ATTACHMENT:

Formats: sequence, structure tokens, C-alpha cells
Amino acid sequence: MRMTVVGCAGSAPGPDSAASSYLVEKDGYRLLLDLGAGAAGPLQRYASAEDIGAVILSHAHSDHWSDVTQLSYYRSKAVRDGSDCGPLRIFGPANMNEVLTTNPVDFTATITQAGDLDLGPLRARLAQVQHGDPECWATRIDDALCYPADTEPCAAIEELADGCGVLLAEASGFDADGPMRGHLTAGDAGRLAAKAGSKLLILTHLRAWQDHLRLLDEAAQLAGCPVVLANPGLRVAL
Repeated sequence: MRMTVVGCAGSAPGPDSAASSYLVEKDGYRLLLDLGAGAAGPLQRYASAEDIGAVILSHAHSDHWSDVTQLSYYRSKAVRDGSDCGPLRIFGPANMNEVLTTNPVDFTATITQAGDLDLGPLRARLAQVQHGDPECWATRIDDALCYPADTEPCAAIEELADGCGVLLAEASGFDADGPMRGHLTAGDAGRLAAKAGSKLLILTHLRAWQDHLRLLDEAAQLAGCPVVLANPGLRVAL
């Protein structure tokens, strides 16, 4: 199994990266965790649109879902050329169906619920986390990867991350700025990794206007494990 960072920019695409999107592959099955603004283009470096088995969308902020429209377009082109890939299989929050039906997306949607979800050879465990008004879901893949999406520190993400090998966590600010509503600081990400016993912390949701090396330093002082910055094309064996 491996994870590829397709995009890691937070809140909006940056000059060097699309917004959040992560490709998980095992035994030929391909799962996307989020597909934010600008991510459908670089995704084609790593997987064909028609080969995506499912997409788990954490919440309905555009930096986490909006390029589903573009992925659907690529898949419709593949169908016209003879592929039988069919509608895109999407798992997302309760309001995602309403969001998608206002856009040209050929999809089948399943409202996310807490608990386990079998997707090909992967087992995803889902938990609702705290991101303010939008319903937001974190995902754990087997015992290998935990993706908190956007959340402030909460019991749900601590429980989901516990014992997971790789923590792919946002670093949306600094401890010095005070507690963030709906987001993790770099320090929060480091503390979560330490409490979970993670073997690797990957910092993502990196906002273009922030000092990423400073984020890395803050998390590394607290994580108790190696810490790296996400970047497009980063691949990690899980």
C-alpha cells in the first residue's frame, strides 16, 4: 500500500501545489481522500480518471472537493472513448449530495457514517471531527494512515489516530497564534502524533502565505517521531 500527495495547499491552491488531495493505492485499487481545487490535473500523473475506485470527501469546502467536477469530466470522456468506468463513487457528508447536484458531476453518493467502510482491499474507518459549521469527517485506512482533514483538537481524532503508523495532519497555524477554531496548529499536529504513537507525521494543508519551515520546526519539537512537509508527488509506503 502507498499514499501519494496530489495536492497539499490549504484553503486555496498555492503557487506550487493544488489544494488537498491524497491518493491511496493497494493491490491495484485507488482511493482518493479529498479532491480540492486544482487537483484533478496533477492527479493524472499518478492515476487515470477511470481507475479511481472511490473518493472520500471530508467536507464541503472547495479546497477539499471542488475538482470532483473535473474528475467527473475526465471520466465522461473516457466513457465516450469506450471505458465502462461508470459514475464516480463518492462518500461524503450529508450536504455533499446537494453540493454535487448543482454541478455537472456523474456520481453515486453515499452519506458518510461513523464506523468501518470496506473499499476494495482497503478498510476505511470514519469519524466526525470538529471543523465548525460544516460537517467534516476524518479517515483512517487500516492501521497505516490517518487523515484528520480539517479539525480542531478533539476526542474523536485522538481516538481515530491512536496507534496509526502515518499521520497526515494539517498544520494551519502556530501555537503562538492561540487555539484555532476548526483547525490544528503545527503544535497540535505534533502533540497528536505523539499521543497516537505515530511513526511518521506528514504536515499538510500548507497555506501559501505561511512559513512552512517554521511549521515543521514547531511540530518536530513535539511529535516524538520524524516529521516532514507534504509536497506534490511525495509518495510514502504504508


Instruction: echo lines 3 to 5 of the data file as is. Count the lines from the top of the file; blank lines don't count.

Repeated sequence: MRMTVVGCAGSAPGPDSAASSYLVEKDGYRLLLDLGAGAAGPLQRYASAEDIGAVILSHAHSDHWSDVTQLSYYRSKAVRDGSDCGPLRIFGPANMNEVLTTNPVDFTATITQAGDLDLGPLRARLAQVQHGDPECWATRIDDALCYPADTEPCAAIEELADGCGVLLAEASGFDADGPMRGHLTAGDAGRLAAKAGSKLLILTHLRAWQDHLRLLDEAAQLAGCPVVLANPGLRVAL
């Protein structure tokens, strides 16, 4: 199994990266965790649109879902050329169906619920986390990867991350700025990794206007494990 960072920019695409999107592959099955603004283009470096088995969308902020429209377009082109890939299989929050039906997306949607979800050879465990008004879901893949999406520190993400090998966590600010509503600081990400016993912390949701090396330093002082910055094309064996 491996994870590829397709995009890691937070809140909006940056000059060097699309917004959040992560490709998980095992035994030929391909799962996307989020597909934010600008991510459908670089995704084609790593997987064909028609080969995506499912997409788990954490919440309905555009930096986490909006390029589903573009992925659907690529898949419709593949169908016209003879592929039988069919509608895109999407798992997302309760309001995602309403969001998608206002856009040209050929999809089948399943409202996310807490608990386990079998997707090909992967087992995803889902938990609702705290991101303010939008319903937001974190995902754990087997015992290998935990993706908190956007959340402030909460019991749900601590429980989901516990014992997971790789923590792919946002670093949306600094401890010095005070507690963030709906987001993790770099320090929060480091503390979560330490409490979970993670073997690797990957910092993502990196906002273009922030000092990423400073984020890395803050998390590394607290994580108790190696810490790296996400970047497009980063691949990690899980």
C-alpha cells in the first residue's frame, strides 16, 4: 500500500501545489481522500480518471472537493472513448449530495457514517471531527494512515489516530497564534502524533502565505517521531 500527495495547499491552491488531495493505492485499487481545487490535473500523473475506485470527501469546502467536477469530466470522456468506468463513487457528508447536484458531476453518493467502510482491499474507518459549521469527517485506512482533514483538537481524532503508523495532519497555524477554531496548529499536529504513537507525521494543508519551515520546526519539537512537509508527488509506503 502507498499514499501519494496530489495536492497539499490549504484553503486555496498555492503557487506550487493544488489544494488537498491524497491518493491511496493497494493491490491495484485507488482511493482518493479529498479532491480540492486544482487537483484533478496533477492527479493524472499518478492515476487515470477511470481507475479511481472511490473518493472520500471530508467536507464541503472547495479546497477539499471542488475538482470532483473535473474528475467527473475526465471520466465522461473516457466513457465516450469506450471505458465502462461508470459514475464516480463518492462518500461524503450529508450536504455533499446537494453540493454535487448543482454541478455537472456523474456520481453515486453515499452519506458518510461513523464506523468501518470496506473499499476494495482497503478498510476505511470514519469519524466526525470538529471543523465548525460544516460537517467534516476524518479517515483512517487500516492501521497505516490517518487523515484528520480539517479539525480542531478533539476526542474523536485522538481516538481515530491512536496507534496509526502515518499521520497526515494539517498544520494551519502556530501555537503562538492561540487555539484555532476548526483547525490544528503545527503544535497540535505534533502533540497528536505523539499521543497516537505515530511513526511518521506528514504536515499538510500548507497555506501559501505561511512559513512552512517554521511549521515543521514547531511540530518536530513535539511529535516524538520524524516529521516532514507534504509536497506534490511525495509518495510514502504504508